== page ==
Before taking his place on the grid for the first race of his comeback (the South African Grand Prix), Lauda persuaded most of his fellow drivers to "strike" over a new Formula One licence requirement stipulating that drivers did not have the right to switch to another team before the end of their contracts. The authorities eventually capitulated, and the race went ahead, Lauda finishing fourth. He returned to the winner's podium in his third race back, the Grand Prix at Long Beach.
During the 1983 season McLaren introduced a turbo engine, but Lauda failed to win a race. The following year he was joined on the team by the brilliant French driver Alain Prost, and while Prost won seven Grands Prix to Lauda's five, Lauda secured his third and final world title by half a point.
Initially, Lauda had not welcomed Prost as his team-mate: "I was not happy at the prospect of having a superstar in the team... I knew deep down that I was in for a hard time." During their two seasons together, however, they developed a good relationship.
The same could not be said of Lauda and McLaren's team leader, Ron Dennis, who thought that Lauda was earning too much money and succeeded in cutting his salary by a third.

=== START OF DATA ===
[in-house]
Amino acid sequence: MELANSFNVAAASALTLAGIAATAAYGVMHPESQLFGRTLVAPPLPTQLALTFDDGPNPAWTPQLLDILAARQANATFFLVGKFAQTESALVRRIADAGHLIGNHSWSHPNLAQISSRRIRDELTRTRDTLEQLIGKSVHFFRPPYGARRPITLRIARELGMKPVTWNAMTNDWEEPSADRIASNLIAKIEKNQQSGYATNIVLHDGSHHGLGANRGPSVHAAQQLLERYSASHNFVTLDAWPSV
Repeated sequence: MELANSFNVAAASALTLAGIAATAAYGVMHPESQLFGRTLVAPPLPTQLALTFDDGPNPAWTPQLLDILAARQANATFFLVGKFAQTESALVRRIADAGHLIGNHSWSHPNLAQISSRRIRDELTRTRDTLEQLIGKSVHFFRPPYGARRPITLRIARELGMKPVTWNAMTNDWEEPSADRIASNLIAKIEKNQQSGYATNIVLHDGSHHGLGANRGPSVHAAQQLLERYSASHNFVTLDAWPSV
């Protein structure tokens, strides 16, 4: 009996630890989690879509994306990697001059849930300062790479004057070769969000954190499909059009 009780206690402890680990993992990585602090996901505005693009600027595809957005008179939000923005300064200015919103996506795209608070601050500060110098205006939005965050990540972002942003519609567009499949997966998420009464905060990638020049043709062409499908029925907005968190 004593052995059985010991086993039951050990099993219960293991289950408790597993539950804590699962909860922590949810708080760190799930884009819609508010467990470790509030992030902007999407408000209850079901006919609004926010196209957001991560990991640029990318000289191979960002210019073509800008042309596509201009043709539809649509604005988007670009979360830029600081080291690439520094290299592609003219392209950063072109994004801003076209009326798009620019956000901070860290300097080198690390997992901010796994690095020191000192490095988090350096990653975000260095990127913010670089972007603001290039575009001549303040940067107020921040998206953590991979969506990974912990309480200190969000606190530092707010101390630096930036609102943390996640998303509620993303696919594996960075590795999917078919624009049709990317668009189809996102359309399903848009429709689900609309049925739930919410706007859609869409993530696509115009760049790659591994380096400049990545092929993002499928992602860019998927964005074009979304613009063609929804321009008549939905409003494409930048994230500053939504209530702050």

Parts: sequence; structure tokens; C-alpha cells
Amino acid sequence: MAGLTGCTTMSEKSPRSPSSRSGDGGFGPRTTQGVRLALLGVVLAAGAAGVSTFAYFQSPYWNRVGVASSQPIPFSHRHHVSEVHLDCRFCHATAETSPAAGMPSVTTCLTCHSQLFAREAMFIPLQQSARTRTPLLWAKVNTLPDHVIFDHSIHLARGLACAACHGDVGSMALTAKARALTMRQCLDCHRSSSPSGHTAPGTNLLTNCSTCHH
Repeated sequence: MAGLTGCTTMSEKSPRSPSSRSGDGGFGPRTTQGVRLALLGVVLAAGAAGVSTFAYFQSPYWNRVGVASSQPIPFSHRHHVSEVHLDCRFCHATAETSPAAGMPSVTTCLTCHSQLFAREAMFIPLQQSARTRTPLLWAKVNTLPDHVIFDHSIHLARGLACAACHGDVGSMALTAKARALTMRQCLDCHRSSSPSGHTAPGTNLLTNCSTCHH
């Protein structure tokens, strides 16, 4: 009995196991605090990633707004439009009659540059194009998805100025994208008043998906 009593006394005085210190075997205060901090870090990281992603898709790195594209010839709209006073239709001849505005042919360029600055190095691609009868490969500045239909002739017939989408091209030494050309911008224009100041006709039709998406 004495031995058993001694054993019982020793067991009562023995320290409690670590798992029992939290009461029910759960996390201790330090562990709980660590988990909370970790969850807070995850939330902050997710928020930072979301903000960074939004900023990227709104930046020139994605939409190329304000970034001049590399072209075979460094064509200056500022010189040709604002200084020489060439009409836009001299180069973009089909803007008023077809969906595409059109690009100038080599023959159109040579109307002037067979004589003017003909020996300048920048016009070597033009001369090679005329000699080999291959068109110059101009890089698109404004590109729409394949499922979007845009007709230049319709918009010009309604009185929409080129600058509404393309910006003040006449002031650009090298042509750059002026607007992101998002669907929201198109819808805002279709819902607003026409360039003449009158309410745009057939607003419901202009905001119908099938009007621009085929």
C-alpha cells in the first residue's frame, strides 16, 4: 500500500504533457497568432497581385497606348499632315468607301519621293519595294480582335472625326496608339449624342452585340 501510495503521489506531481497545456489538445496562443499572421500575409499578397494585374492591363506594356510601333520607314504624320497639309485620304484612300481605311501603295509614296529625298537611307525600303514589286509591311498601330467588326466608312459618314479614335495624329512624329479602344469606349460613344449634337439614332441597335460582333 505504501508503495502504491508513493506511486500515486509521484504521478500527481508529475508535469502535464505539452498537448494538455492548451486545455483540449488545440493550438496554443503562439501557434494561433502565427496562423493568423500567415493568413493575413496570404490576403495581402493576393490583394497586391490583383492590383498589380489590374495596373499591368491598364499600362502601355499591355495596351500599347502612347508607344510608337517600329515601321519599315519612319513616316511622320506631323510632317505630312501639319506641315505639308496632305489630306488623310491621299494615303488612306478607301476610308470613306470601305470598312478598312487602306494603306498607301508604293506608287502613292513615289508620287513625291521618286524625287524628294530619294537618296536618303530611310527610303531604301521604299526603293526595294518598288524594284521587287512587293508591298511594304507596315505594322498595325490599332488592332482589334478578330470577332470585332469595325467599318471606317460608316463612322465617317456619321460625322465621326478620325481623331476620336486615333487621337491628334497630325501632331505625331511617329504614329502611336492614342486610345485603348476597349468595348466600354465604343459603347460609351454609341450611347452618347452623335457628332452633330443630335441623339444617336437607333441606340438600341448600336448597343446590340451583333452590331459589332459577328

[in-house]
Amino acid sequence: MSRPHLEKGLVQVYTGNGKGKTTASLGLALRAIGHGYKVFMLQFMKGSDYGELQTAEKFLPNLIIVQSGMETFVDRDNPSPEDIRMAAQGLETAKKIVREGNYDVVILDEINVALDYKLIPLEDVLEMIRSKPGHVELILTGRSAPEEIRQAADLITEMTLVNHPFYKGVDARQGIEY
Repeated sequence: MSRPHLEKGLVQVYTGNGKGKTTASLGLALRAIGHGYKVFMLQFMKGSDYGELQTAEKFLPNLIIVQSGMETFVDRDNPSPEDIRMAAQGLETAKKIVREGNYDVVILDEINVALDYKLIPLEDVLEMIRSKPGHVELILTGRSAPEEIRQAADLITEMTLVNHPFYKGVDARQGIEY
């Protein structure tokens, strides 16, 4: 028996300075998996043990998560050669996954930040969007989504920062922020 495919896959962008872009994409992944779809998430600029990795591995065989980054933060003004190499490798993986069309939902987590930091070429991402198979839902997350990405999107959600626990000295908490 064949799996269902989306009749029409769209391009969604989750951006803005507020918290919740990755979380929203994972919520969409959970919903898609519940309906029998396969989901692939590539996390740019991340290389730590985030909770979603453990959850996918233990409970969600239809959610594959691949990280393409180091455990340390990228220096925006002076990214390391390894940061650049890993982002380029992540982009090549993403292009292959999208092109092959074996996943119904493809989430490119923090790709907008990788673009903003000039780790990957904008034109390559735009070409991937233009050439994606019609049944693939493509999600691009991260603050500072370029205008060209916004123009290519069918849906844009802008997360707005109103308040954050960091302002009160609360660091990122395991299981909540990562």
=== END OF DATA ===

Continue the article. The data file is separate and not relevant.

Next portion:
For his part, Lauda was convinced that Dennis was favouring Prost at his expense. In 1985 he retired from driving for good, having enjoyed a final Grand Prix success, in the Dutch race at Zandvoort.
There is no doubt that Lauda was one of the great Formula One drivers, noted for his cool and clinical approach, and, of course, for his courage.
At the same time, he never had the charisma that fans identified in drivers such as Hunt, Ayrton Senna and Gilles Villeneuve.
After retiring Lauda concentrated on running his airline, although he continued to be a familiar figure on the Grand Prix circuit as a television pundit.
In business Lauda acquired a reputation for ruthlessness; in his private life, for parsimony. When he agreed to give people a lift in his private jet, which he piloted himself, the passengers were not allowed to drink alcohol.
Niki Lauda married first, in 1976 (dissolved 1991), Marlene Knaus, a former girlfriend of the actor Curt Jurgens. When she and Lauda first met, she thought he was a tennis player. They had two sons, Mathias, who followed his father as a racing driver, and Lukas, who became his brother's manager.
He married secondly, in 2008, Birgit Wetzinger, a flight attendant for his airline. They had twins, a boy and a girl, Max and Mia. Lauda also had a son, Christoph, from an another relationship.
Niki Lauda died on May 20.